By Debbie Yong
December 6, 2017

Much has been said in the conversation on China-U.S. relations so far, but the one topic that hasn’t garnered enough focus, according to Henry Paulson Jr., is the areas where the countries should be working together more deeply—but aren’t.

“Frankly I’m a bit concerned when it comes to U.S.- China relations,” Paulson said during a panel discussion at the Fortune Global Forum in Guangzhou, China on Wednesday. “Start at the top. The two heads of state have a good relationship and a good rapport. That means really difficult, complicated issues like North Korea, there’s a greater possibility of making progress on those. But then there are many other significant issues that need to be dealt with, and that takes good people on each team to work together.”

Paulson continued: “So when I look at this today, one of the things that disturbs or concerns me is, I see, other than North Korea, I don’t see what the issues are where you see the two sides working together collaboratively toward a common goal. Where are the areas where we’re working together? Why aren’t we working on bilateral investment that’s going to create jobs? What about working together to solve environmental problems?”

Paulson is the founder and chairman of the Paulson Institute and also served as the U.S. Secretary of the Treasury from 2006 to 2009.

“It is not a zero-sum game. It is a complex non-zero sum game,” added Victor Fung, chairman of Hong Kong-based retail and logistics conglomerate Fung Group. “Which means we have areas in which we compete and areas in which we cooperate. And I think we’ve got to get the balance right. If you actually want to compete in every area, you’re turning a non-zero sum game into a zero sum game and that is not good for everyone in the world.”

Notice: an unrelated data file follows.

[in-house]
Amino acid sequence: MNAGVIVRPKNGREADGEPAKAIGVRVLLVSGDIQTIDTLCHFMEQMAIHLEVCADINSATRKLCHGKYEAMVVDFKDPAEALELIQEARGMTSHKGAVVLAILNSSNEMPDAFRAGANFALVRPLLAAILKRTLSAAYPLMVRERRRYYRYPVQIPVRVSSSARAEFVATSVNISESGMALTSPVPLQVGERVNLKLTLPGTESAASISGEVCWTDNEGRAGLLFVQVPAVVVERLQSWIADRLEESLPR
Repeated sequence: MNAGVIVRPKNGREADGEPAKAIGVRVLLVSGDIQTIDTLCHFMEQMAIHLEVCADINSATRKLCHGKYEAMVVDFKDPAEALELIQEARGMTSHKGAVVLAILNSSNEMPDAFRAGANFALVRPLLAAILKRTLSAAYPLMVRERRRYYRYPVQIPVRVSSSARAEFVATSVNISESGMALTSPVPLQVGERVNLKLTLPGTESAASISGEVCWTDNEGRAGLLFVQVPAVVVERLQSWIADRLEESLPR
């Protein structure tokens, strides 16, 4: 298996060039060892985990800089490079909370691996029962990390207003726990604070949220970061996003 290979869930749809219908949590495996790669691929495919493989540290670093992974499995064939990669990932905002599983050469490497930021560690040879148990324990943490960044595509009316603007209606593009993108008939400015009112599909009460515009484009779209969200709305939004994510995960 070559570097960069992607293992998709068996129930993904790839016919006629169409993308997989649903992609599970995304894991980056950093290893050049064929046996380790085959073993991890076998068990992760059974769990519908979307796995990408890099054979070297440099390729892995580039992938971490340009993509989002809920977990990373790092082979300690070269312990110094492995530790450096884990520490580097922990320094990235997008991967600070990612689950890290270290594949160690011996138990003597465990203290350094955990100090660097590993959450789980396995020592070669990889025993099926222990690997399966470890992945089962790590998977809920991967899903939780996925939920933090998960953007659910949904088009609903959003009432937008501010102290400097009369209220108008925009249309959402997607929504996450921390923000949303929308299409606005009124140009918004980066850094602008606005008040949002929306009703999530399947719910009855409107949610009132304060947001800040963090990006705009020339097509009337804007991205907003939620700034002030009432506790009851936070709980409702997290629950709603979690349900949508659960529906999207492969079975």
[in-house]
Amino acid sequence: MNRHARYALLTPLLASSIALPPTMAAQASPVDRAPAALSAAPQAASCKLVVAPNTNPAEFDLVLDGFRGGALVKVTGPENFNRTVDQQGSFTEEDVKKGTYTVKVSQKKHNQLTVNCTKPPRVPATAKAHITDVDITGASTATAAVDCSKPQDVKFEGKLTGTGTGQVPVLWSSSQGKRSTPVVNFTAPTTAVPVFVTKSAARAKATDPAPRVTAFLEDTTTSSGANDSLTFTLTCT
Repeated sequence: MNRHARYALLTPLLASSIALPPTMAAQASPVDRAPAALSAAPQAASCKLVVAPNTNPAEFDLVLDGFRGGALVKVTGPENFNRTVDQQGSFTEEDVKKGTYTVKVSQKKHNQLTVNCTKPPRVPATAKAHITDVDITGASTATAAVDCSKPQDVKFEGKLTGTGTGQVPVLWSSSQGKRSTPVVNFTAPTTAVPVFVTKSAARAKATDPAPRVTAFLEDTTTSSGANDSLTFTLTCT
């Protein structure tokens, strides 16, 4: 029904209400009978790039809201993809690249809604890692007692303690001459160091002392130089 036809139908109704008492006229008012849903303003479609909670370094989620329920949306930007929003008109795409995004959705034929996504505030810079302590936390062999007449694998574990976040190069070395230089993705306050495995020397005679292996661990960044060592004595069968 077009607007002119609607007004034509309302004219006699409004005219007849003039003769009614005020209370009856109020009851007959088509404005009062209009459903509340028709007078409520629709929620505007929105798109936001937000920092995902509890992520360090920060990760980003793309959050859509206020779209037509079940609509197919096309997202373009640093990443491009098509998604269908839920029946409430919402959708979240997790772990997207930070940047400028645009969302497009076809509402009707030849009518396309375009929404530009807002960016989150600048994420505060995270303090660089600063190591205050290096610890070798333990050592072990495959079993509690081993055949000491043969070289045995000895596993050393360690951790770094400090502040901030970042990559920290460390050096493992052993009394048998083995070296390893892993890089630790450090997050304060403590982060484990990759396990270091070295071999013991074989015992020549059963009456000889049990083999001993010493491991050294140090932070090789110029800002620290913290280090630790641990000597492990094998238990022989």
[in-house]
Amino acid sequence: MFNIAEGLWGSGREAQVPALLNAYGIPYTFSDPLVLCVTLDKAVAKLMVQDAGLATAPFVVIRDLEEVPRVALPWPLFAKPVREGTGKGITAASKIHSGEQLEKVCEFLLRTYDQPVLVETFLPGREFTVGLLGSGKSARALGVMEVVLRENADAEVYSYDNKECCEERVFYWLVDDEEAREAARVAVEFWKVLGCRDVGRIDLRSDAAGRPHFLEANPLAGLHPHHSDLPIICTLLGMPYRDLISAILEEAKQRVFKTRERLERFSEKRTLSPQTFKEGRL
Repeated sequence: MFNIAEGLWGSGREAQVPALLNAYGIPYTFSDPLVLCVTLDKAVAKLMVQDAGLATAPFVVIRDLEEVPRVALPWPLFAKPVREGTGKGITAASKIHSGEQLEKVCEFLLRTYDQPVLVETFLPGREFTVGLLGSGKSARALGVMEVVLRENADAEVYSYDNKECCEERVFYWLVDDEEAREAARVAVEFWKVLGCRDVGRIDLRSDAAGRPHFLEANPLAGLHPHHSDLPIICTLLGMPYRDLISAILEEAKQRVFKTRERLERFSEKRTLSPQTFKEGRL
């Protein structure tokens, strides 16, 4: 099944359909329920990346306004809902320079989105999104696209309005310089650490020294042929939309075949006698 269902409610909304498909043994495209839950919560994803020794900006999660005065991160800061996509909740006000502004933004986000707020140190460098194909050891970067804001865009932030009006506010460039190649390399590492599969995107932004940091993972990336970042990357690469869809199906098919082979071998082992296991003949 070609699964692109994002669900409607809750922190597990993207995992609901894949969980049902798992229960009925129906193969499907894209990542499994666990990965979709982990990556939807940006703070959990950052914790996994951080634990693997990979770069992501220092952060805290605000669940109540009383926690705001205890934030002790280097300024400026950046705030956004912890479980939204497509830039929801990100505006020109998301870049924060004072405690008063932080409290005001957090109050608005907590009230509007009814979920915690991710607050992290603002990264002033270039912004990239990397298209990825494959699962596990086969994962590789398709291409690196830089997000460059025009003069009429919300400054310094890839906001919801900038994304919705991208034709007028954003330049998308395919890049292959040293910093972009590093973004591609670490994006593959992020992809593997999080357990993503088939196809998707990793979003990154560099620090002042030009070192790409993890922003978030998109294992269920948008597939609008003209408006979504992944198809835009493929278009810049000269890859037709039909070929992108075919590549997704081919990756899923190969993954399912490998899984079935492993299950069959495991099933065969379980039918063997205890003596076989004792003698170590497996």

Instead of relying on government-to-government relations, Fung suggested more business-to-business cooperation “would help to cement the idea that we can do things together that are of mutual benefit.”

For Royal Philips CEO Frans van Houten, it’s all about shifting one’s perspective. Instead of viewing intellectual property as a matter of competition, Philips has recently opened their artificial intelligence-powered medical diagnostics platform as an API and invited Chinese developers to build applications on top of it “so it becomes an ecosystem where we need each other,” he said. “That’s the fastest way to tap into the capacity of a market without fighting each other.”

Besides, van Houten added, as China moves from a manufacturing-driven society to one driven by growing middle-class consumption, and soon, by innovation, the world will see more technological transfers from China to the U.S., rather than the other way around. “China has doubled up on its technology, talent, and creativity in the digital domain and it will go much faster than the U.S. and Europe.”

The Chinese consumer, additionally, is fast becoming the most discriminating consumer in the world, Fung pointed out. About 110 million Chinese travel abroad every year and “they’re tech-enabled, spending hours on the phone everyday, and a well-to-do market at a much younger age.”

As new business models rapidly emerge in China, especially in the online-to-offline tech space, “we’ll soon need to look at what’s happening in China first and then to its application to other parts of the world,” Fung added.

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